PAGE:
“We’re excited to see what you do with it.”

Courtesy-GI.biz

Ready For Tablets Priced At $35 Or Lower?

August 22, 2014 by mphillips  
Filed under Consumer Electronics

Generic Android tablets with 7-inch screens and quad-core chips that deliver decent performance could soon make it to market for $35 or less.

Tablets with low-resolution screens are already selling for $45 on Amazon, many of which have single- or dual-core processors from a Chinese chip company called Allwinner.

But the prices could fall under $35 when Allwinner ships its “fully formed” quad-core A33 chip for only $4, said analyst firm Linley Group in a newsletter this week.

The chip’s quad-core processors will deliver better performance than older chips, and be capable of supporting 1280 x 800 displays, the analyst group said. The chip is based on ARM’s Cortex-A7 design and has a Mali-400MP2 GPU, which is capable of rendering high-definition video.

The cheap tablets will likely come from no-name vendors in China, and won’t offer the bells and whistles of Samsung or Apple tablets, but they could increase price pressure on brand names like HP and Acer, which have entry-level tablets priced around $100.

They’ll be most suited to first-time buyers or users who aren’t picky about hardware or software but certainly not power users, said Jim McGregor, principal analyst at Tirias Research. That’s because they’ll likely have limited memory, storage and fewer ports than more expensive devices.

“Users eventually will move up in performance,” McGregor said.

The tablets would almost be disposable items, said Nathan Brookwood, principal analyst at Insight 64.

And they could be here soon.

Mass production of the chip has already begun and prototype tablets have already been built.

A lot would come from Shenzhen, China, where a bulk of the device development is taking place, said Brookwood.

“This Shenzhen ecosystem, it’s absolutely scary what they are doing,” he said. “They operate on very thin margins. The kind of margins that no U.S. vendor can think about running on.”

The no-name tablets usually don’t come with customer support, and some may not have the Google Play store.

 

UPS Joins The List Of Companies To Report A Data Breach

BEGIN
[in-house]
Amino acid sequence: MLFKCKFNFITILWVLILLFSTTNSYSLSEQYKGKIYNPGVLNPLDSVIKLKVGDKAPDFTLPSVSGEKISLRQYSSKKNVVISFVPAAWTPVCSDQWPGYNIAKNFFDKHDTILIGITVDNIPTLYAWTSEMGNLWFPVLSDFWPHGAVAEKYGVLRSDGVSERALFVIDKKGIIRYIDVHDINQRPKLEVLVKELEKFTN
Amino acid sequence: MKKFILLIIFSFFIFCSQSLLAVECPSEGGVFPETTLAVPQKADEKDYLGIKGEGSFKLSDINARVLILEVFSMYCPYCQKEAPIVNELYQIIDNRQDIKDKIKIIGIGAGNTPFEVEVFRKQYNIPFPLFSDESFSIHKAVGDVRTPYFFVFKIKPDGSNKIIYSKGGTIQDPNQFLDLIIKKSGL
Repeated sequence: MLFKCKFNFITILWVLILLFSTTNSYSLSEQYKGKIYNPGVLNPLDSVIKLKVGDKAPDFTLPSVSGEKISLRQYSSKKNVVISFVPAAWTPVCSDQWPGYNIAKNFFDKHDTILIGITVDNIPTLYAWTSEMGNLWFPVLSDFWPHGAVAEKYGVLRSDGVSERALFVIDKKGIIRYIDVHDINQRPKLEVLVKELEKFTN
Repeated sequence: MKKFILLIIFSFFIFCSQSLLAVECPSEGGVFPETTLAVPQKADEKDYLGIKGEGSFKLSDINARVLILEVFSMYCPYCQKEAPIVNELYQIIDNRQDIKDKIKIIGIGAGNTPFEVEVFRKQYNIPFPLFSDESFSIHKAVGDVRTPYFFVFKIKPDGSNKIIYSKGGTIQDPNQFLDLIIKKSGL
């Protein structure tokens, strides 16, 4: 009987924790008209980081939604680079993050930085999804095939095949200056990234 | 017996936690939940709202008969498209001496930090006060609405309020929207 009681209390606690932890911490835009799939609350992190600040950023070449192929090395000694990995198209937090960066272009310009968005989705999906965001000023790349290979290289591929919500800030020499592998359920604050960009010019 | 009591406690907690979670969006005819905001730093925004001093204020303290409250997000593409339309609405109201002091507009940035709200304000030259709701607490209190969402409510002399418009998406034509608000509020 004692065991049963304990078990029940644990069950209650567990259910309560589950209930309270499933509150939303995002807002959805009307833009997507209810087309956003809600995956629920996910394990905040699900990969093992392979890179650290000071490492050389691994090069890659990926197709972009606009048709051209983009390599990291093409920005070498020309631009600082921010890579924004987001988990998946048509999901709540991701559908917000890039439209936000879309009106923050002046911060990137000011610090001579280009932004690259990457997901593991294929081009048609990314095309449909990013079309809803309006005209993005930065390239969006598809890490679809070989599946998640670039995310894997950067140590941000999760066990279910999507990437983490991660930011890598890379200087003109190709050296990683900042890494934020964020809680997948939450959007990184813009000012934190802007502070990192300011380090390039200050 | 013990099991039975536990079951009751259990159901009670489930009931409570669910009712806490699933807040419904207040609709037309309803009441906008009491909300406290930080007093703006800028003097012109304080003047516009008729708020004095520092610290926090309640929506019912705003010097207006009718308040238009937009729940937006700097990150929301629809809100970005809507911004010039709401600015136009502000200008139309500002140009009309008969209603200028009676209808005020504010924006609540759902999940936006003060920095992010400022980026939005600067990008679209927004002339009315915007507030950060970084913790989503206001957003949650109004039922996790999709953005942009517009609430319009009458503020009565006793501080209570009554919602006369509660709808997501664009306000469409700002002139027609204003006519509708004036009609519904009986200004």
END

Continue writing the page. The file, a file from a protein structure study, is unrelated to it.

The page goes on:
August 22, 2014 by mphillips  
Filed under Around The Net

Credit and debit card information belonging to customers made purchases at 51 UPS Store Inc. locations in 24 states this year may have been illegally accessed as the result of an intrusion into the company’s networks.

In a statement on Wednesday, UPS said it was recently notified by law enforcement officials about a “broad-based malware intrusion” of its systems.

A subsequent investigation by an IT security firm showed that attackers had installed previously unknown malware on systems in more than four-dozen stores to gain access to cardholder data. The affected stores represent about 1% of the 4,470 UPS Store locations around the country.

The intrusion may have exposed data on transactions conducted at the stores between Jan. 20 and Aug. 11, 2014. “For most locations, the period of exposure to this malware began after March 26, 2014,” UPS said in a statement.

In addition to payment card information, the hackers also appear to have gained access to customer names, as well as postal and email addresses.

Each of the affected locations is individually owned and runs private networks that are not connected to other stores, UPS added. The company provided alist of affected locations.

The breach is the third significant one to be disclosed in the past week. Last Thursday, grocery store chain Supervalu announced it had suffered a malicious intrusion that exposed account data belonging to customers who had shopped at about 180 of the company’s stores in about a dozen states. The breach also affected customers from several other major grocery store chains for which Supervalu provides IT services.

 

 

Opera Mini Browser To Become Standard On Windows Phones

August 22, 2014 by mphillips  
Filed under Mobile

Norwegian software maker Opera inked a deal to take over the browser building unit of Microsoft’s Nokia cellular phone unit and reported second-quarter earnings above expectations on Thursday, sending it shares sharply higher.

“We have signed a strategic licensing deal with Microsoft. We are basically taking over the browser building department in Nokia,” Opera Chief Executive Lars Boilsesen said. “This means that Opera Mini will become the default browser for Microsoft’s feature phone product lines and the Asha phones product lines.”

The deal will be profitable from the start, he added.

“All the current user base will be encouraged to upgrade to Opera Mini and all the new phones will come with Opera Mini pre-installed as a default browser. This is a great deal for us. We have dreamed of this for more than 10 years.”

In a separate statement, Opera said the licensing agreement applies to mobile phones based on the Series 30+, Series 40 and Asha software platforms.

“As part of the agreement, people who use the current browser for these phones, Xpress, will be encouraged to upgrade to the latest Opera Mini browser. Factory-new devices will have Opera Mini pre-installed.”

 

 

HP Finally Sees Growth

August 22, 2014 by Michael  
Filed under Computing

HP has seen its revenue grow for the first time in three years to $27.58bn, helped by stronger than expected growth of its PC division, which grew 12 percent year on year.

The revenue rise was up from the $27.23bn the company made in Q3 2013, and up from $27.31bn in the same period last year.

Despite this growth, profits fell in Q3 2014, dipping under the $1bn mark to $985m. This is down from $1.39bn in the same period last year and $1.27bn in the previous quarter.